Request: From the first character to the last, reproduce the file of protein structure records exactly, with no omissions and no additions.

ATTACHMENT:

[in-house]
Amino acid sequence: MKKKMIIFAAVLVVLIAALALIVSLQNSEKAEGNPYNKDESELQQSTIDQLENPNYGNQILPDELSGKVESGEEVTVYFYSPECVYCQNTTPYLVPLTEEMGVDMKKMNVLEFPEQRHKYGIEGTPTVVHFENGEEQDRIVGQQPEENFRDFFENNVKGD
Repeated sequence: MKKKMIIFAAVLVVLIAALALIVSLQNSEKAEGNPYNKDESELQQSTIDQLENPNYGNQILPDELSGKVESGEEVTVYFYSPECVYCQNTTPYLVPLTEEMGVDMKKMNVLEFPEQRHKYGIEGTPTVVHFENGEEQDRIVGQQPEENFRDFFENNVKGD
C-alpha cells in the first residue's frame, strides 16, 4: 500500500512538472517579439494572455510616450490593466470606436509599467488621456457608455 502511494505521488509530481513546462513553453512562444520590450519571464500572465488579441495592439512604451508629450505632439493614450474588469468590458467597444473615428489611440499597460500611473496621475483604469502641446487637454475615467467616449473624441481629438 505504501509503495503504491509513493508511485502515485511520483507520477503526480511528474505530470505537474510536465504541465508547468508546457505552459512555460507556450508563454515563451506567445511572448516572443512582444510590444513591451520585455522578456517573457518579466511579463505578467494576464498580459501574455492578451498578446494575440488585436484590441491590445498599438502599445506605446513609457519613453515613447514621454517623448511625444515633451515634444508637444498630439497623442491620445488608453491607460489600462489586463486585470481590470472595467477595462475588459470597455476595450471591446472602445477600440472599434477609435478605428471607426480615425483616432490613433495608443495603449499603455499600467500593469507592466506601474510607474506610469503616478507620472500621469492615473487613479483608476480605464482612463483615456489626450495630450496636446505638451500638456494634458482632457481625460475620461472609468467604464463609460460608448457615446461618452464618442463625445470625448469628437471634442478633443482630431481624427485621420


[in-house]
Amino acid sequence: MKKKMIIFAAVLVVLIAALALIVSLQNSEKAEGNPYNKDESELQQSTIDQLENPNYGNQILPDELSGKVESGEEVTVYFYSPECVYCQNTTPYLVPLTEEMGVDMKKMNVLEFPEQRHKYGIEGTPTVVHFENGEEQDRIVGQQPEENFRDFFENNVKGD
Repeated sequence: MKKKMIIFAAVLVVLIAALALIVSLQNSEKAEGNPYNKDESELQQSTIDQLENPNYGNQILPDELSGKVESGEEVTVYFYSPECVYCQNTTPYLVPLTEEMGVDMKKMNVLEFPEQRHKYGIEGTPTVVHFENGEEQDRIVGQQPEENFRDFFENNVKGD
C-alpha cells in the first residue's frame, strides 16, 4: 500500500512538472517579439494572455510616450490593466470606436509599467488621456457608455 502511494505521488509530481513546462513553453512562444520590450519571464500572465488579441495592439512604451508629450505632439493614450474588469468590458467597444473615428489611440499597460500611473496621475483604469502641446487637454475615467467616449473624441481629438 505504501509503495503504491509513493508511485502515485511520483507520477503526480511528474505530470505537474510536465504541465508547468508546457505552459512555460507556450508563454515563451506567445511572448516572443512582444510590444513591451520585455522578456517573457518579466511579463505578467494576464498580459501574455492578451498578446494575440488585436484590441491590445498599438502599445506605446513609457519613453515613447514621454517623448511625444515633451515634444508637444498630439497623442491620445488608453491607460489600462489586463486585470481590470472595467477595462475588459470597455476595450471591446472602445477600440472599434477609435478605428471607426480615425483616432490613433495608443495603449499603455499600467500593469507592466506601474510607474506610469503616478507620472500621469492615473487613479483608476480605464482612463483615456489626450495630450496636446505638451500638456494634458482632457481625460475620461472609468467604464463609460460608448457615446461618452464618442463625445470625448469628437471634442478633443482630431481624427485621420